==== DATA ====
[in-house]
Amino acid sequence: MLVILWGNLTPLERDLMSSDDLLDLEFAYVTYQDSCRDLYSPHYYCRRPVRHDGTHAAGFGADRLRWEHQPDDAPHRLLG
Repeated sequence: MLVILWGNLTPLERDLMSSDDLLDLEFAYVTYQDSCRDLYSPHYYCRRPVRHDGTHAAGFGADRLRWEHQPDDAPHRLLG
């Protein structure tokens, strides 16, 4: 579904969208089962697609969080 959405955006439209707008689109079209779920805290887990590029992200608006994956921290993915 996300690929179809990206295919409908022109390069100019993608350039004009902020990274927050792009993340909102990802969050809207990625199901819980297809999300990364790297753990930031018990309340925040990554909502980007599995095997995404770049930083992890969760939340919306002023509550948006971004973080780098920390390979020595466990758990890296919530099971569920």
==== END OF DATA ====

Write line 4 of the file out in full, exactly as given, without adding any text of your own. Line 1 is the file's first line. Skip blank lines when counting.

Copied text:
């Protein structure tokens, strides 16, 4: 579904969208089962697609969080 959405955006439209707008689109079209779920805290887990590029992200608006994956921290993915 996300690929179809990206295919409908022109390069100019993608350039004009902020990274927050792009993340909102990802969050809207990625199901819980297809999300990364790297753990930031018990309340925040990554909502980007599995095997995404770049930083992890969760939340919306002023509550948006971004973080780098920390390979020595466990758990890296919530099971569920």